Looking for some “stay-cation” ideas for 2020? You could do a lot worse than consider a trip to Culzean Castle.
Once Oscar, my second Morris Minor, had been extensively repaired this was one of the first places he went a road trip to.
“This is a place I can relax.” These could easily be my own words, but they’re not. These are the words of former US President Dwight D. Eisenhower.
Eisenhower stayed at the spectacular Culzean Castle on four occasions as a General during the Second World War, and as US President.
Culzean Castle, which began construction in 1777, is perched on the South Ayrshire coastline just a few miles to the south of Maybole. By the way, you should be pronouncing the name of the castle as “cullain”. If you’re saying it with a “z” it’s wrong.
I can’t describe Culzean Castle any better than its current owner, the National Trust for Scotland, so I’m not even going to try. This is what they have to say about it, “Rising majestically from its cliff top location, looking over to the Isle of Arran, Culzean is set amidst 600 acres of beautiful Scottish countryside, with an enchanting terraced garden, charming follies, relaxing woodland walks and inviting sandy beaches.” If that description doesn’t make you want to visit, nothing will.
This is a place that is dear to my heart. I visited it with my family as a child. I have fond memories of running around and playing in the children’s play park and seeing the wildlife. More recently it’s where I proposed to my then fiancée.
You can spend hours wandering around the grounds, from the carefully manicured lawns and striking, colourful gardens to the more natural woodland trails (appropriate waterproof footwear advised following periods of rain). On a pleasant day it’s great just to be still for a moment and slowly draw in the fresh sea air. You’ll hear the birds singing all around and the waves of the Firth of Clyde gently crashing on the shoreline. If you’re close enough to the water lick your lips and you’ll taste the salt from the sea.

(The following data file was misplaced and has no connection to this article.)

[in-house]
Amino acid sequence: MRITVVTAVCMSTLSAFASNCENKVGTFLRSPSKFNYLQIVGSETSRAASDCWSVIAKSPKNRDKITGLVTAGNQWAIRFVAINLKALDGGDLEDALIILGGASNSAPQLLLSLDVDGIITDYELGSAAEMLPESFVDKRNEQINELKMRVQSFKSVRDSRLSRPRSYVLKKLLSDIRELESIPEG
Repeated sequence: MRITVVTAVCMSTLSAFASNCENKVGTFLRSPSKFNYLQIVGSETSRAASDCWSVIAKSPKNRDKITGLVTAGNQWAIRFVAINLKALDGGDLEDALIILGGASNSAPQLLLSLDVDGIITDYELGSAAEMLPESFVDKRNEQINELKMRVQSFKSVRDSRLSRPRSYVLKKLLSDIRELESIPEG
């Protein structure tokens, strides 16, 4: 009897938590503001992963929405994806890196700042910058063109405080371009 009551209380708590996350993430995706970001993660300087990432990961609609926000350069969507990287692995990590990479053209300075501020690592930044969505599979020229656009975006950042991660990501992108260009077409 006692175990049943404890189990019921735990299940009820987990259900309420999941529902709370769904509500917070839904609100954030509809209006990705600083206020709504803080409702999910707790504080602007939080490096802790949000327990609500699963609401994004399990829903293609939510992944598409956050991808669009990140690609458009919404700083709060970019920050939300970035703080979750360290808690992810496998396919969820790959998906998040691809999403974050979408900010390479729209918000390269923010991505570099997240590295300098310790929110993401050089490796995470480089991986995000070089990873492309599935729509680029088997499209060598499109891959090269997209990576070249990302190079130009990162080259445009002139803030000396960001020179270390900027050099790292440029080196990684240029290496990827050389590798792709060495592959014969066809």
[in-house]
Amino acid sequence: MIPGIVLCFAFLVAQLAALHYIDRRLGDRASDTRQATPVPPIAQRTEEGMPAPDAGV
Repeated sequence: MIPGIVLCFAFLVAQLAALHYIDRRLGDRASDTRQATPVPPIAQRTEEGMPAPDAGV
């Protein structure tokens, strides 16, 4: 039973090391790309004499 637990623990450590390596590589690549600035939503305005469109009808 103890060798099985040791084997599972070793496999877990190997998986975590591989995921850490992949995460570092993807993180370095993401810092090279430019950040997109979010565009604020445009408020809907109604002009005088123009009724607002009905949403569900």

The views to the Isle of Arran, often described as Scotland in miniature, are wonderful.
It’s a destination perfect for couples, dog walkers and families alike. There is a large children’s play area, with ice cream and refreshments available nearby, a large pond with swans and ducks, all manner of wildlife and the gardens and trails as described above.
The castle itself is in excellent order throughout. There is now a high quality hotel and restaurant within it, where you can stay in the same room Eisenhower himself used or enjoy some afternoon tea.
Guided tours can be taken of the other parts of the castle to learn about its history. Entry is free to members of the National Trust for Scotland. I believe it’s also free for members of the (English) National Trust).
The coastal roads near to Culzean offer beautiful views to the Firth of Clyde, Ailsa Craig (an extinct volcanoe) and Isle of Arran. Take the A719 if you’re not in a hurry. If you have time you could also stop off at the pretty little fishing village of Dunure.
You’ll find a spot on the A719 called the Electric Brae. It’s sign posted and there’s a small parking lay-by. It’s an optical illusion. It looks like the road goes uphill, but it’s actually downhill. And vice versa. Beware slow moving vehicles there. You can stop your car in the lay-by and take your foot off the brake. It will seem as if your car is rolling up a hill. Some “magic” the kids will appreciate!
Happy road tripping folks (when it’s finally permitted again!).